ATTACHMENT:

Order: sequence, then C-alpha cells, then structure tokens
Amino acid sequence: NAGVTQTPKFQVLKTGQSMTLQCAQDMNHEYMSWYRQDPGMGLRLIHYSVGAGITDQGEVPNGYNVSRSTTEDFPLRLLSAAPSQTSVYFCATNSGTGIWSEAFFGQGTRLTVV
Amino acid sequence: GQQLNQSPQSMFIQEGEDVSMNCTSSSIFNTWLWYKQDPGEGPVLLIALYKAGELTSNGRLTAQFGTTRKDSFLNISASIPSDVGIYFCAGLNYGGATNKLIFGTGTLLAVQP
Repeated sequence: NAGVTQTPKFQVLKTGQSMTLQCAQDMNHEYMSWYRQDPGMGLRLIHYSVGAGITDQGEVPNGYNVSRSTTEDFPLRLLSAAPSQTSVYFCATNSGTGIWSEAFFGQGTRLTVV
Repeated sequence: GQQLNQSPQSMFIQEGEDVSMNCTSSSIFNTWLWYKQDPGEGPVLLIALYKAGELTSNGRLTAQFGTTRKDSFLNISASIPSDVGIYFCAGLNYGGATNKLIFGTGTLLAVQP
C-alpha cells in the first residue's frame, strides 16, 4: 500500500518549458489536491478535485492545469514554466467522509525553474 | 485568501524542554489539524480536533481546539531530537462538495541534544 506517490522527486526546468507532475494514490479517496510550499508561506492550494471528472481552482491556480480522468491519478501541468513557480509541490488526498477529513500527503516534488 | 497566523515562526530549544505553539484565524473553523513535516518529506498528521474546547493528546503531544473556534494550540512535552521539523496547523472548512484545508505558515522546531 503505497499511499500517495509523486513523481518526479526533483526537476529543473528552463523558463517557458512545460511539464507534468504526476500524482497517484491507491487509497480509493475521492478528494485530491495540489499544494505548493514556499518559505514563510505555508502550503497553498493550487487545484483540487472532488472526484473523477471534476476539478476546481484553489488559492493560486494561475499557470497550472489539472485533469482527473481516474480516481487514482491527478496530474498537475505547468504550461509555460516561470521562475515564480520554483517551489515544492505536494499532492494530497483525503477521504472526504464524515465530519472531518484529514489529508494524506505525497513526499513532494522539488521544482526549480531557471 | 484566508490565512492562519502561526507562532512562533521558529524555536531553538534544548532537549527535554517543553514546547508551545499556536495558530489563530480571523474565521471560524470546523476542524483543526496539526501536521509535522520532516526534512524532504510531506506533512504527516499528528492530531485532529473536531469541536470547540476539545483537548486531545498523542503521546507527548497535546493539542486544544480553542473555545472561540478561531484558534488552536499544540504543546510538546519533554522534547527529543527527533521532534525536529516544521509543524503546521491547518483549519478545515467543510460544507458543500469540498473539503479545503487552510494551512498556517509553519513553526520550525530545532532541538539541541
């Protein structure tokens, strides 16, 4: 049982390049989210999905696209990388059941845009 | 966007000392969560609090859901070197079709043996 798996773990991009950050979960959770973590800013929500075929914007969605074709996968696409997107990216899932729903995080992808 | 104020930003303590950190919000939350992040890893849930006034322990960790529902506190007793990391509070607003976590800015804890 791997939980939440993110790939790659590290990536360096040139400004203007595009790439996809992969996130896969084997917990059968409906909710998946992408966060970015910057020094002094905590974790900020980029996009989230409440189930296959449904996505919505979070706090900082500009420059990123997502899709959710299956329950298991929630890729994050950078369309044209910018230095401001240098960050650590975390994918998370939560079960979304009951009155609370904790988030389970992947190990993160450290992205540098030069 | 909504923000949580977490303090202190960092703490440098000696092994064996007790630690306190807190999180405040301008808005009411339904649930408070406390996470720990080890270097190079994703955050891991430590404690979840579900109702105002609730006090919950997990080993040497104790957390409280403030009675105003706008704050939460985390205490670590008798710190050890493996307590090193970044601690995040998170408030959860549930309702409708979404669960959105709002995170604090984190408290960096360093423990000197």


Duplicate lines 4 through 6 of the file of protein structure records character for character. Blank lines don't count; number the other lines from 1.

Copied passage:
Repeated sequence: NAGVTQTPKFQVLKTGQSMTLQCAQDMNHEYMSWYRQDPGMGLRLIHYSVGAGITDQGEVPNGYNVSRSTTEDFPLRLLSAAPSQTSVYFCATNSGTGIWSEAFFGQGTRLTVV
Repeated sequence: GQQLNQSPQSMFIQEGEDVSMNCTSSSIFNTWLWYKQDPGEGPVLLIALYKAGELTSNGRLTAQFGTTRKDSFLNISASIPSDVGIYFCAGLNYGGATNKLIFGTGTLLAVQP
C-alpha cells in the first residue's frame, strides 16, 4: 500500500518549458489536491478535485492545469514554466467522509525553474 | 485568501524542554489539524480536533481546539531530537462538495541534544 506517490522527486526546468507532475494514490479517496510550499508561506492550494471528472481552482491556480480522468491519478501541468513557480509541490488526498477529513500527503516534488 | 497566523515562526530549544505553539484565524473553523513535516518529506498528521474546547493528546503531544473556534494550540512535552521539523496547523472548512484545508505558515522546531 503505497499511499500517495509523486513523481518526479526533483526537476529543473528552463523558463517557458512545460511539464507534468504526476500524482497517484491507491487509497480509493475521492478528494485530491495540489499544494505548493514556499518559505514563510505555508502550503497553498493550487487545484483540487472532488472526484473523477471534476476539478476546481484553489488559492493560486494561475499557470497550472489539472485533469482527473481516474480516481487514482491527478496530474498537475505547468504550461509555460516561470521562475515564480520554483517551489515544492505536494499532492494530497483525503477521504472526504464524515465530519472531518484529514489529508494524506505525497513526499513532494522539488521544482526549480531557471 | 484566508490565512492562519502561526507562532512562533521558529524555536531553538534544548532537549527535554517543553514546547508551545499556536495558530489563530480571523474565521471560524470546523476542524483543526496539526501536521509535522520532516526534512524532504510531506506533512504527516499528528492530531485532529473536531469541536470547540476539545483537548486531545498523542503521546507527548497535546493539542486544544480553542473555545472561540478561531484558534488552536499544540504543546510538546519533554522534547527529543527527533521532534525536529516544521509543524503546521491547518483549519478545515467543510460544507458543500469540498473539503479545503487552510494551512498556517509553519513553526520550525530545532532541538539541541